"The test for [deficiency, moreover, ] is not whether counsel could have done more; perfection is not required. Nor is the test whether the best criminal defense attorneys might have done more." Waters v. Thomas, 46 F.3d 1506, 1518 (11th Cir. 1995) (en banc). Rather, the inquiry under Strickland is limited to "whether some reasonable lawyer could have acted, in the circumstances, as defense counsel acted...." Conklin v. Schofield, 366 F.3d 1191, 1204 (11th Cir. 2004) (quoting Waters, 46 F.3d at 1518); see also Moreno v. United States, Criminal No. 1:06-CR-461-CC-GGB; Civil Action No. 1:10-CV-0164-CC-GGB, 2012 U.S. Dist. LEXIS 187470, 2012 WL 7829200, at *4 (N.D.Ga. Mar. 13, 2012) ("The test [for deficiency] has nothing to do with what the best lawyers would have done. Nor is the test even what most good lawyers would have done. We ask only whether some reasonable lawyer... could have acted, in the circumstances, as defense counsel acted...." (quoting White v. Singletary, 972 F.2d 1218, 1220 (11th Cir. 1992))), report and recommendation adopted, 2013 U.S. Dist. LEXIS 46938, 2013 WL 1339718 (N.D.Ga. Apr. 1, 2013); Id . ("[Petitioner must demonstrate that no competent counsel would have taken the action that his counsel did take.'" (quoting United States v. Freixas, 332 F.3d 1314, 1319-20 (11th Cir. 2003))).

And, in order to avoid "the distorting effects of hindsight, " a habeas court must "evaluate the reasonableness from counsel's perspective at the time of the alleged error in light of all circumstances of the case." Griffin v. United States, 204 Fed App'x 792, 794-95 (11th Cir. Oct. 25, 2006) (per curiam) (citing Strickland, 466 U.S. at 690). Likewise, "[t]actical decisions regarding trial strategy are left to the sound judgment of counsel and are entitled to a strong presumption' of competence." Kearney v. United States, Nos. 2:04-CR-15-1-BO; 2:09-CV-55-BO, 2010 U.S. Dist. LEXIS 58893, 2010 WL 2402887, at *2 (E.D. N.C. June 14, 2010) (quoting Strickland, 466 U.S. at 689, and citing Bell v. Cone, 535 U.S. 685, 698, 122 S.Ct. 1843, 152 L.Ed.2d 914 (2002)). For a petition challenging chosen trial strategies to be successful, therefore, it must not be "devoid of the factual basis that is required to show that counsel's tactics were manifestly unreasonable." Id.

In addition, McReynolds "must affirmatively prove prejudice" to succeed on an ineffective assistance of counsel claim. Butcher v. United States, 368 F.3d 1290, 1294, 95 Fed.App'x 1290 (11th Cir. 2004). "[T]hat the errors had some conceivable effect on the outcome of the proceeding" is insufficient to show prejudice. Gilreath v. Head, 234 F.3d 547, 551 (11th Cir. 2000) (alteration in original) (quoting Strickland, 466 U.S. at 693); see also Evans v. Sec'y, Fla. Dep't of Corr., 699 F.3d 1249, 1270 (11th Cir. 2012) (under Strickland, "a court making the prejudice inquiry must ask if the defendant has met the burden of showing that the decision reached would reasonably likely have been different absent the errors, " and that "[t]he likelihood of a different result must be substantial, not just conceivable" (citations omitted)).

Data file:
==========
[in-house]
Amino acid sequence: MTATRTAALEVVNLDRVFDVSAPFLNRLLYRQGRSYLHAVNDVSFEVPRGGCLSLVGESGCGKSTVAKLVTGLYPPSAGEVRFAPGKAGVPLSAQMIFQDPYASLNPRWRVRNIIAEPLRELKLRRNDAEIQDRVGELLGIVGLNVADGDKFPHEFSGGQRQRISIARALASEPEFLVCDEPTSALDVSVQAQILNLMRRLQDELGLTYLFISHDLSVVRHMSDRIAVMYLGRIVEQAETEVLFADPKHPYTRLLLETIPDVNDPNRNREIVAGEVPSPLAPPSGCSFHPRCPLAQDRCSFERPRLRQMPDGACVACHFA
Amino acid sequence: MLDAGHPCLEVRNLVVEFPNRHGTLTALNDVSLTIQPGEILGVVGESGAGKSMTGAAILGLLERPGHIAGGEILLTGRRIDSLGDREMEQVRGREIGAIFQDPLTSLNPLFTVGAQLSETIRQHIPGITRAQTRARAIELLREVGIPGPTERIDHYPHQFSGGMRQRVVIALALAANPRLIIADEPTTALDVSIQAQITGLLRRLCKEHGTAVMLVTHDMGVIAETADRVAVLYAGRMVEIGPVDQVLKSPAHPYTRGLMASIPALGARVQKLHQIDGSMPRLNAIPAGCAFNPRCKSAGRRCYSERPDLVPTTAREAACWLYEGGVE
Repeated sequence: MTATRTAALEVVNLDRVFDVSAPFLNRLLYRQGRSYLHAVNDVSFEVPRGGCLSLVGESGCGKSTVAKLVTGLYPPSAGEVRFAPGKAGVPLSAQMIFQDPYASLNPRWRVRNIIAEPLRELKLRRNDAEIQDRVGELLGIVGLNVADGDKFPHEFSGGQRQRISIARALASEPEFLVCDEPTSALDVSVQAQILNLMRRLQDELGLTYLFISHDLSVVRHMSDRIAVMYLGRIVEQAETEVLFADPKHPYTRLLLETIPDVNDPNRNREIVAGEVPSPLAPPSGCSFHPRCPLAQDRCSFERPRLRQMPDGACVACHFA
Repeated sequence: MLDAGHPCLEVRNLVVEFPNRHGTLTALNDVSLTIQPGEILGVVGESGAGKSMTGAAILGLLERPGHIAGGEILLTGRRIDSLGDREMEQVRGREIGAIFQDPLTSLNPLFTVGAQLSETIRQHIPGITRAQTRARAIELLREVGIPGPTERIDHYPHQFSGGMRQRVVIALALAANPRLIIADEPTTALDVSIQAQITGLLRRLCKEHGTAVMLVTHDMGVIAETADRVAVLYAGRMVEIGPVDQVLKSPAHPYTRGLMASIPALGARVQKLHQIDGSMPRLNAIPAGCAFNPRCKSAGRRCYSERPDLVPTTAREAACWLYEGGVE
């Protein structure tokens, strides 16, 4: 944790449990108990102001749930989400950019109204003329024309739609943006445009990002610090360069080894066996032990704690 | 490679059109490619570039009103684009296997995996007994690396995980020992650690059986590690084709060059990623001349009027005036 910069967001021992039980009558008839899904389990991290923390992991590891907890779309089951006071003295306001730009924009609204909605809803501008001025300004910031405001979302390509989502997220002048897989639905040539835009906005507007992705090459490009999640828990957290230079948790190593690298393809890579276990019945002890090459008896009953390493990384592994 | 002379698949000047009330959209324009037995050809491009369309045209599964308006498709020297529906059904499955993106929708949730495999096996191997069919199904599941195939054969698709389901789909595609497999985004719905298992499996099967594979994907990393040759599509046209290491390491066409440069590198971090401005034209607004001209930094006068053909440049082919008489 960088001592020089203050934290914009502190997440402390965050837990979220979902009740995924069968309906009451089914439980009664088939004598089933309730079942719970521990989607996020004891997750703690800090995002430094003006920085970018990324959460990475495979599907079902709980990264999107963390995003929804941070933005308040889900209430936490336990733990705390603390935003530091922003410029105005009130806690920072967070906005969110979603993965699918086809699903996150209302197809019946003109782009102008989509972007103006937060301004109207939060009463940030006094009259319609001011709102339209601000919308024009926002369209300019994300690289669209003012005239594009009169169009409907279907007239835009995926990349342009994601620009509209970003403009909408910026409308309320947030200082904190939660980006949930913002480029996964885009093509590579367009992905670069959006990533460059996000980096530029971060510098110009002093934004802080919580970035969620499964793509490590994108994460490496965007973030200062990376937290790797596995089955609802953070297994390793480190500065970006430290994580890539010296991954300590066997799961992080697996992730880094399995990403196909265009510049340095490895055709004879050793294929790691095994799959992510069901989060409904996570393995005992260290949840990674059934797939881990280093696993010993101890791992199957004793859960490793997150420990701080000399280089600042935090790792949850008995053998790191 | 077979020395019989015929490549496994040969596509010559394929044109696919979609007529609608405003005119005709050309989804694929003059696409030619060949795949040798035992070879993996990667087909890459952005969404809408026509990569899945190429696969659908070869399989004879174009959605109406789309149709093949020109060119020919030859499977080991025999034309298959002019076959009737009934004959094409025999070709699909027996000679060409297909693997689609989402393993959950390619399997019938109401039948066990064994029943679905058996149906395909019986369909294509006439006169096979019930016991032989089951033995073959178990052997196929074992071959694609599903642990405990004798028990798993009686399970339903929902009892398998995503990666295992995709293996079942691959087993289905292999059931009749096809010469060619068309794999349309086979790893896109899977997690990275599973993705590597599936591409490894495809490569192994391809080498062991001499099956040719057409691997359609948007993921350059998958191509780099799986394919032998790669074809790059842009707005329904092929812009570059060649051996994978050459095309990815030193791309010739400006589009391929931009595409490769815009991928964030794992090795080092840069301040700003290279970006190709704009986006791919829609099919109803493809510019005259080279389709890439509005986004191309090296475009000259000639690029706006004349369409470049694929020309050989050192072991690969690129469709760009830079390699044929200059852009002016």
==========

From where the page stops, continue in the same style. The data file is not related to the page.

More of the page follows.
Finally, when applying the Strickland standard, it is clear that courts "are free to dispose of ineffectiveness claims on either of its two grounds." Oats v. Singletary, 141 F.3d 1018, 1023 (11th Cir. 1998) (citation omitted), cert. denied sub nom. Oats v. Moore, 527 U.S. 1008, 119 S.Ct. 2347, 144 L.Ed.2d 243 (1999); see also Butcher, 368 F.3d at 1293 ("[O]nce a court decides that one of the requisite showings has not been made it need not decide whether the other one has been.").

III. Analysis.

Claim 1.

McReynolds maintains that counsel rendered ineffective assistance in failing to file a notice of appeal. The law is well-settled, of course, that "an attorney who fails to file an appeal on behalf of a client who specifically requests it acts in a professionally unreasonable manner per se" and that "[t]o satisfy the prejudice prong of the Strickland test, a defendant who shows that his attorney has ignored his wishes and failed to appeal his case need only demonstrate that, but for the attorney's deficient performance, he would have appealed." Gomez-Diaz v. United States, 433 F.3d 788, 792 (11th Cir. 2005) (citations omitted). The same principles apply even when the petitioner, as here, has signed a partial appeal waiver. "If the evidence establishes... that Petitioner's attorney acted contrary to his client's wishes, ... prejudice is presumed, and Petitioner is entitled to an out-of-time appeal, regardless of whether he can identify any arguably meritorious grounds for appeal that would fit one of the exceptions contained in his appeal waiver." Gomez-Diaz, 433 F.3d. at 793.

Even if no request to appeal is made, counsel is obligated to consult with his client if either "a rational defendant would want to appeal" or the client has "reasonably demonstrated to counsel that he [i]s interested in appealing." Flores-Ortega, 528 U.S. at 479. To satisfy the consultation obligation when it arises, counsel must "advis[e] the defendant about the advantages and disadvantages of taking an appeal and mak[e] a reasonable effort to discover the defendant's wishes." Id. at 478. If counsel has a duty to consult but fails to satisfy it, his deficient performance is established, and the defendant establishes resulting prejudice by showing that, but for counsel's failure to consult, he would have appealed. Gomez-Diaz, 433 F.3d at 792.
Relevant factors in determining if a rational defendant would want to appeal include: (1) "whether the conviction follows a guilty plea"; (2) "whether the defendant received the sentence he bargained for"; (3) "whether the plea [agreement] expressly... waived some or all appeal rights"; and (4) whether there are "nonfrivolous grounds for appeal." ...